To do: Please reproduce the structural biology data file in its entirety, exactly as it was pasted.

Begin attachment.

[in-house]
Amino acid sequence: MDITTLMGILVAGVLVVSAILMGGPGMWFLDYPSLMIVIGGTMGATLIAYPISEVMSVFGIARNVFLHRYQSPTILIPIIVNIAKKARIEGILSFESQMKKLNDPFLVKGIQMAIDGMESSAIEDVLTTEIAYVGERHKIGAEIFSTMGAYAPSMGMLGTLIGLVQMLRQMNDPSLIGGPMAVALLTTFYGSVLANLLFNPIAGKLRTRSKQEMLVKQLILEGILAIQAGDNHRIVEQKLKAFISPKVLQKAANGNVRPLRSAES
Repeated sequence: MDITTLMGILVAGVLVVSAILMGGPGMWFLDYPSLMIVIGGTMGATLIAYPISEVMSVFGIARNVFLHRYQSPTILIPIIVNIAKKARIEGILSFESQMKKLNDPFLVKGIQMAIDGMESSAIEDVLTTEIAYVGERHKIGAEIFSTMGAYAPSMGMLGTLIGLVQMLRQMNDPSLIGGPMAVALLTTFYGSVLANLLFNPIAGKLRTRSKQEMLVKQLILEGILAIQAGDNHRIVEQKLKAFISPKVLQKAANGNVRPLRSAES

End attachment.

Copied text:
[in-house]
Amino acid sequence: MDITTLMGILVAGVLVVSAILMGGPGMWFLDYPSLMIVIGGTMGATLIAYPISEVMSVFGIARNVFLHRYQSPTILIPIIVNIAKKARIEGILSFESQMKKLNDPFLVKGIQMAIDGMESSAIEDVLTTEIAYVGERHKIGAEIFSTMGAYAPSMGMLGTLIGLVQMLRQMNDPSLIGGPMAVALLTTFYGSVLANLLFNPIAGKLRTRSKQEMLVKQLILEGILAIQAGDNHRIVEQKLKAFISPKVLQKAANGNVRPLRSAES
Repeated sequence: MDITTLMGILVAGVLVVSAILMGGPGMWFLDYPSLMIVIGGTMGATLIAYPISEVMSVFGIARNVFLHRYQSPTILIPIIVNIAKKARIEGILSFESQMKKLNDPFLVKGIQMAIDGMESSAIEDVLTTEIAYVGERHKIGAEIFSTMGAYAPSMGMLGTLIGLVQMLRQMNDPSLIGGPMAVALLTTFYGSVLANLLFNPIAGKLRTRSKQEMLVKQLILEGILAIQAGDNHRIVEQKLKAFISPKVLQKAANGNVRPLRSAES